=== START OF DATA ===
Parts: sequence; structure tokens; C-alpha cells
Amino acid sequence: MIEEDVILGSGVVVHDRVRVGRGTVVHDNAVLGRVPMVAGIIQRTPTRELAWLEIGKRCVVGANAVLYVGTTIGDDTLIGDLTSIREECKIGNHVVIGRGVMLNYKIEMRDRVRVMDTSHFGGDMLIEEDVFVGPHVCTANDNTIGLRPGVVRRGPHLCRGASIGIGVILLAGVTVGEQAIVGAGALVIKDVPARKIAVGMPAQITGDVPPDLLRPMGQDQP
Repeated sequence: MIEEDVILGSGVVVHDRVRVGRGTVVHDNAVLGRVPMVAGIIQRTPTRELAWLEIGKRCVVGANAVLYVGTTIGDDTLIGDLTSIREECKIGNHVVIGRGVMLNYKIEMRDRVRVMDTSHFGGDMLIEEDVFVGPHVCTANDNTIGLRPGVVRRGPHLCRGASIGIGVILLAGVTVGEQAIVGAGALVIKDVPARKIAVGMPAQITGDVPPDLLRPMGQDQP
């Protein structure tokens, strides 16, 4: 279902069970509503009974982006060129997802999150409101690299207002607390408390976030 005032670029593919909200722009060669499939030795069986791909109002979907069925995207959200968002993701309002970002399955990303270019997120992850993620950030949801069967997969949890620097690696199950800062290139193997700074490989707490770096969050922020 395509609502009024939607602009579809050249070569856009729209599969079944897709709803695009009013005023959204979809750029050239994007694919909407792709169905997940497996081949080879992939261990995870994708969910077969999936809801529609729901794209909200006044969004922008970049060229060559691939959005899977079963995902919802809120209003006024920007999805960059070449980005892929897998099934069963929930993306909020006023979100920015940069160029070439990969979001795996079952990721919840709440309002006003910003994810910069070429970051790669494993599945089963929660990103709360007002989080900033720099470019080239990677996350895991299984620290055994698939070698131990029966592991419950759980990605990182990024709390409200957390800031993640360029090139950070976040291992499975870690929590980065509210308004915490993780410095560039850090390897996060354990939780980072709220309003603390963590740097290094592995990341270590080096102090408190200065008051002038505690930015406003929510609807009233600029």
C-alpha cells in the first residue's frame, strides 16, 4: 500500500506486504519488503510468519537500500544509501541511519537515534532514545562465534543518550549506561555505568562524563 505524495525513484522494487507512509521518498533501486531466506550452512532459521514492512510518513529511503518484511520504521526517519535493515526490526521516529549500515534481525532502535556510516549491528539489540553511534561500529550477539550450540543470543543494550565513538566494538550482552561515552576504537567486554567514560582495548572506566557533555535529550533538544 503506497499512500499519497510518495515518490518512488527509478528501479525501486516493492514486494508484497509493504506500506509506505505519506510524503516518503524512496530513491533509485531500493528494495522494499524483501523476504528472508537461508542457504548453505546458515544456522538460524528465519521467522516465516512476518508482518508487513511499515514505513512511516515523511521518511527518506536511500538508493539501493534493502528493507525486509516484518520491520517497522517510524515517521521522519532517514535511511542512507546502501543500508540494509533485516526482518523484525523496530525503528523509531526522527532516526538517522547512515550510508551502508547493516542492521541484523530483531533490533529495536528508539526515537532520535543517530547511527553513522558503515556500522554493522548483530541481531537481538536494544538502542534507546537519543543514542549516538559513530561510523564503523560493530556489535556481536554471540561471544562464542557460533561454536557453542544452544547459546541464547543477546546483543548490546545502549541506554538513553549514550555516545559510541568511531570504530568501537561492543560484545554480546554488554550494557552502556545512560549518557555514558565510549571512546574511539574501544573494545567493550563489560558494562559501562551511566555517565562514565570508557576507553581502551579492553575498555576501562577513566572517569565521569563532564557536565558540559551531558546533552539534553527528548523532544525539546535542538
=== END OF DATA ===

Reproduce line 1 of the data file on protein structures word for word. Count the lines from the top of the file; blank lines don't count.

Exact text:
Parts: sequence; structure tokens; C-alpha cells